TOn THE SECOND DAY of his presidency, Jimmy Carter issued a pardon to Vietnam draft evaders, thus restoring access to the rights and benefits of full citizenship for perhaps 10,000 or so self-exiled young Americans who refused to serve. Early in April, the President attempted to provide equal treatment of a sort for tens of thousands of men who saw service during the Vietnam years and received less-than-honorable discharges. To simplify the upgrading process, he defined the criteria for favorable consideration to include: a trouble-free combat record in Vietnam prior to discharge, a military decoration, a wound received in action. Last week, the House of Representatives voted 273-136 to deny any veterans' benefits to those veterans whose discharges are upgraded under the President's accelerated review process. We think the following excerpts from the debate preceding the vote tell you all you need to know about how much a minority of the House has learned from the Vietnam experience --and how very little a majority of that body has learned:

MR. MURTHA (D-Pa) . . . Let me tell this House something. I served on the ground in Vietnam. I saw the criticism in this Congress. I saw the criticism in this country. I saw these young fellows, not understanding, but they went as they were sent and the people in this House appropriated the money to fund them and they sent them to fight on the ground and in the mud to their knees, in the water up to their waists. They did not question it. They worked. They fought and died.

I had a young fellow in my district. That young fellow was in combat for over 13 months. He came back home. His father was dying of cancer. The young man had a very serious wound in Vietnam. He deserted in [the] technical sense of the military. He never came back. He had only 30 days to serve. He never came back. He had only 30 days to serve. He went back into the service after seven years. He was put into the brig. He had been decorated, wounded and was kept in the brig and given an undesirable discharge. His discharge will be upgraded.

Nobody who sat in this House served in Vietnam. They cannot tell me that this young man should not get his proper benefits and should have to wait two or three years. All we are saying is to expedite the benefits. . . . These fellows have had as much as they can stand. . . . I do not in any way condone desertion or those on AWOL. This is merely upgrading an undesirable discharge of a fellow who has this type of discharge.

I think if we pass this amendment, we are slapping the man in the face who has served in combat, been wounded in combat, and is going to have his discharge upgraded. . . . I do not know that there is one other person in this House that has served with the ground forces in Vietnam and saw the tragedy and suffering these young fellows went through, while everybody back here in this Congress were in their air-conditioned offices telling these soldiers what to do. . . .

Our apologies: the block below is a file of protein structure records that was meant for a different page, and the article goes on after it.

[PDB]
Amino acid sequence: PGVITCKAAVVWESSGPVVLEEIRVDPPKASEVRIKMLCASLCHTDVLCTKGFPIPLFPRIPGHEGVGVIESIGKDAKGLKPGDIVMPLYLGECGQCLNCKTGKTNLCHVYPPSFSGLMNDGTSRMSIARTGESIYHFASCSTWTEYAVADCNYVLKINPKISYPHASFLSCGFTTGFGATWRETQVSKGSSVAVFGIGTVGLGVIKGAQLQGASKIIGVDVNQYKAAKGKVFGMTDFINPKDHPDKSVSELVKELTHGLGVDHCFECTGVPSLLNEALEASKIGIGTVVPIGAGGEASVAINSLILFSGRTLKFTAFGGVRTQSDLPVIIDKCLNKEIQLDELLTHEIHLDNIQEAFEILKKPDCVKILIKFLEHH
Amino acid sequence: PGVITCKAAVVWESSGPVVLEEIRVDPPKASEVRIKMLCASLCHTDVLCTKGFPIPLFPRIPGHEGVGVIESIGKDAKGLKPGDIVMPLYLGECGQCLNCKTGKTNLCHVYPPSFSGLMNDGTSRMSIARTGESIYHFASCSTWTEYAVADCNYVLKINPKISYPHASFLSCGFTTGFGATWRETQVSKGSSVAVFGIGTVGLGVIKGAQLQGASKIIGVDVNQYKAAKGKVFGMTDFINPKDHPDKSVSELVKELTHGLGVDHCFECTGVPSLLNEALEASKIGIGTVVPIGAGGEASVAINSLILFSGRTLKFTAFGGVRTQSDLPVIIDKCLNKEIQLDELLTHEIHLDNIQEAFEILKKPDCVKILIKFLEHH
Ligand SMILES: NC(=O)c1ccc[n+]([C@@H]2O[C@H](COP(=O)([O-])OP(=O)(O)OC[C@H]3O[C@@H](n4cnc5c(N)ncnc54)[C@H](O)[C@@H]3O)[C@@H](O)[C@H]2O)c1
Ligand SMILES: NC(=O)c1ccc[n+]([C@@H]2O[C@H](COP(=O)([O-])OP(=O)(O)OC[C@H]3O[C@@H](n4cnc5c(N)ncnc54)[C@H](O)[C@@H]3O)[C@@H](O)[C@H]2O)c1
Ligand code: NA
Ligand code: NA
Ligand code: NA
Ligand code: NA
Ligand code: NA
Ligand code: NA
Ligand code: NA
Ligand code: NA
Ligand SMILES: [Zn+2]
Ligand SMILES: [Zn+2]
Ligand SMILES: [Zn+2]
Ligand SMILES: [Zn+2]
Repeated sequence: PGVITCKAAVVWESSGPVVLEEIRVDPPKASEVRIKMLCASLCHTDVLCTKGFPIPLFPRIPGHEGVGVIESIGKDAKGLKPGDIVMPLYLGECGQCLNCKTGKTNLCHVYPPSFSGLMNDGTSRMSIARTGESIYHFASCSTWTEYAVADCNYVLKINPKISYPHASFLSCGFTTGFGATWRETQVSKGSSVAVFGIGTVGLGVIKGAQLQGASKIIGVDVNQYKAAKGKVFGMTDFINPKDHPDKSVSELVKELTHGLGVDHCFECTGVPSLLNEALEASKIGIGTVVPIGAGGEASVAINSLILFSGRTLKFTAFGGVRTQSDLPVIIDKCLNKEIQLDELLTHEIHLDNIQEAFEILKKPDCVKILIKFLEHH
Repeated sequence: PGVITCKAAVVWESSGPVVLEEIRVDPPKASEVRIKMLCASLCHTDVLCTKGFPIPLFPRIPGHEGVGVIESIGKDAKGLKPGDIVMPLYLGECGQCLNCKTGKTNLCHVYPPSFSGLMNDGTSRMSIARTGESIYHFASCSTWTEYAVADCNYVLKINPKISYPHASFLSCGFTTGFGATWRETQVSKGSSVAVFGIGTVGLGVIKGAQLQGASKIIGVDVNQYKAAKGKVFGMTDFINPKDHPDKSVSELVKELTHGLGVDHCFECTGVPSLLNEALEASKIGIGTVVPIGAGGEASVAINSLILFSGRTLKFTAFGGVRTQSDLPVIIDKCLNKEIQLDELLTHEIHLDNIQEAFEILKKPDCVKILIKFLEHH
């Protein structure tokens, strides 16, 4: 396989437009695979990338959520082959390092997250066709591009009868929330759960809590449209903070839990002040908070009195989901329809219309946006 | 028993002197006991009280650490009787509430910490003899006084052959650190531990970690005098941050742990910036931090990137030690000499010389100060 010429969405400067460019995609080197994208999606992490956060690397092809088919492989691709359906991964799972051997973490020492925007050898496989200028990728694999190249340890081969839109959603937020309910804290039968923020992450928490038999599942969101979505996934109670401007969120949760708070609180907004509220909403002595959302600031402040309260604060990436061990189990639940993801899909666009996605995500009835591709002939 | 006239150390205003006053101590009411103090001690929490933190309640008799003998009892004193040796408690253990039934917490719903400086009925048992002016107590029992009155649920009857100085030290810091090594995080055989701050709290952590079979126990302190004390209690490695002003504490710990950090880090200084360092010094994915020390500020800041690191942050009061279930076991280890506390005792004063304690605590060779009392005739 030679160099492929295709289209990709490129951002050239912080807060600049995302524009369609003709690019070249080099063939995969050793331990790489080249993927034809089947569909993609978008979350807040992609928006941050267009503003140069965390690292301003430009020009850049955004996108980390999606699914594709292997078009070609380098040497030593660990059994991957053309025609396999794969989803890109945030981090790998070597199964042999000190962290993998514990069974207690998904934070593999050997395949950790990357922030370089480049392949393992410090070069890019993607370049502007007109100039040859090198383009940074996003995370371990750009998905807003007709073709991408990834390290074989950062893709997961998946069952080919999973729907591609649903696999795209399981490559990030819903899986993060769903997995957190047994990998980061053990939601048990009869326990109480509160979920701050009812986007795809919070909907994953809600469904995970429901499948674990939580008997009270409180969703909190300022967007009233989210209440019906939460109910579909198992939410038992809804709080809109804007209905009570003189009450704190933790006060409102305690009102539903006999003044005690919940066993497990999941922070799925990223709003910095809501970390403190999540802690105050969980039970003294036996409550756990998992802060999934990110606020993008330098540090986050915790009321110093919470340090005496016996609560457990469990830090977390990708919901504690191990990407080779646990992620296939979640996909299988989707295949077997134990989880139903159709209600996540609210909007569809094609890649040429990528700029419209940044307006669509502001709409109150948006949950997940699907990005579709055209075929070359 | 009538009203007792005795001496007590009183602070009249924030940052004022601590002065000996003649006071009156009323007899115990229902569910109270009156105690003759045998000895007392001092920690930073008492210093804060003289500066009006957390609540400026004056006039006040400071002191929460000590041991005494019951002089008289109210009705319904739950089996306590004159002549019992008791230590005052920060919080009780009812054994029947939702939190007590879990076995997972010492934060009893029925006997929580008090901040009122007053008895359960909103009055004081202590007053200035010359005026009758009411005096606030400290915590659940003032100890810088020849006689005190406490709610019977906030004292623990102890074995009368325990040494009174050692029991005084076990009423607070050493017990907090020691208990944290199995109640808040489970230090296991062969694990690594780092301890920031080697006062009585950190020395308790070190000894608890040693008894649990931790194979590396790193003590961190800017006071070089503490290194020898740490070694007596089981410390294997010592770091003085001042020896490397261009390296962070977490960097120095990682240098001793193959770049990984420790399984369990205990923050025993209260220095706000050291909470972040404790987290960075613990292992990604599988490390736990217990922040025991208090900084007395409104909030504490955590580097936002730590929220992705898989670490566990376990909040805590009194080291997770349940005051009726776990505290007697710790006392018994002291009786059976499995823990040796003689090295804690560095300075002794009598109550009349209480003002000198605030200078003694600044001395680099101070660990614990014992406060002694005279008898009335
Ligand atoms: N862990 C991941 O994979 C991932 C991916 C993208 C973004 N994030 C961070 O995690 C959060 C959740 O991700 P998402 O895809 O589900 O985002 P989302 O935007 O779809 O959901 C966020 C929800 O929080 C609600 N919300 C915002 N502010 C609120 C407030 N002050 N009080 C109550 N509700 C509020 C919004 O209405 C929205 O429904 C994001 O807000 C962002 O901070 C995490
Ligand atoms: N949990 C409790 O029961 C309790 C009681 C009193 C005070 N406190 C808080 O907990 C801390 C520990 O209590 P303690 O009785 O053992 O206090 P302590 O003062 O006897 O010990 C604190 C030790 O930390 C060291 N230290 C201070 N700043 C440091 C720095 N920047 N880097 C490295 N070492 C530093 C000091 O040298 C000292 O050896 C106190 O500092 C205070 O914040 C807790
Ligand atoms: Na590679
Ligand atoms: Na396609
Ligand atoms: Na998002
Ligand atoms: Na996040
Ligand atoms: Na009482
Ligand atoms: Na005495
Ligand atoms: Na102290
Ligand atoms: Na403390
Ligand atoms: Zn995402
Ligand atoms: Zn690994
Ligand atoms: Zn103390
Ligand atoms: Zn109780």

MR. KOCH (D-N.Y.): . . . I will not even try to evoke in this House the same sense of outrage which I feel along with [Rep. Murtha] at the thought that this House might lend itself to another vindictive act against so many of our young men who served in the war in Vietnam and lived, and have been nearly destroyed by that immoral war.Today an overwhelming majority of the American citizens would agree that we never should have been in that war and that our involvement was unjust, indeed immoral. To punish the young men whose lives have already been so severely damaged when President Carter is seeking to ameliorate the damage and end the divisiveness in our country simply makes no sense. The servicemen who are eligible under the April 5 special discharge review program are for the most part the poor, the uneducated, and the marginally qualified because the selective service system of deferments and exemptions favored the rich, the educated and the well counseled. And it is these service-men who did the fighting who also received a disproportionate share of undesirable discharges. . . .

MR. EDGAR (D-Pa.): . . . I would like to have us focus for a minute on just whom we are talking about. From some of the comments that have been made, it sounds like we are talking about people who have deserted in combat situations, or it sounds like we are talking about people who have committed violent crimes, who have criminal intent, and who have used force to get out of the service. But, in fact, the President's program specifically states that people who have left the service under conditions of violence or criminal intention, or use of force, or who have deserted in combat zones, are excluded from the categories of the President's program. . . .

We are talking about some individuals who may in fact have served an active tour of duty in Vietnam over a 24-month period, who have come home from a satisfactory service of duty to our country and who in the waning months of that service may have in fact picked up one joint of marijuana and were arrested.

MR. MONTGOMERY (D-Miss): . . . I do not see the difference between the Vietnam war, the Korean war or World War II. They are all bad wars. The persons fighting the war cannot tell any difference. I cannot see why the amendment discriminates. It says that in the Vietnam war we should not reward those persons who got a less than honorable discharge.I just cannot find the difference.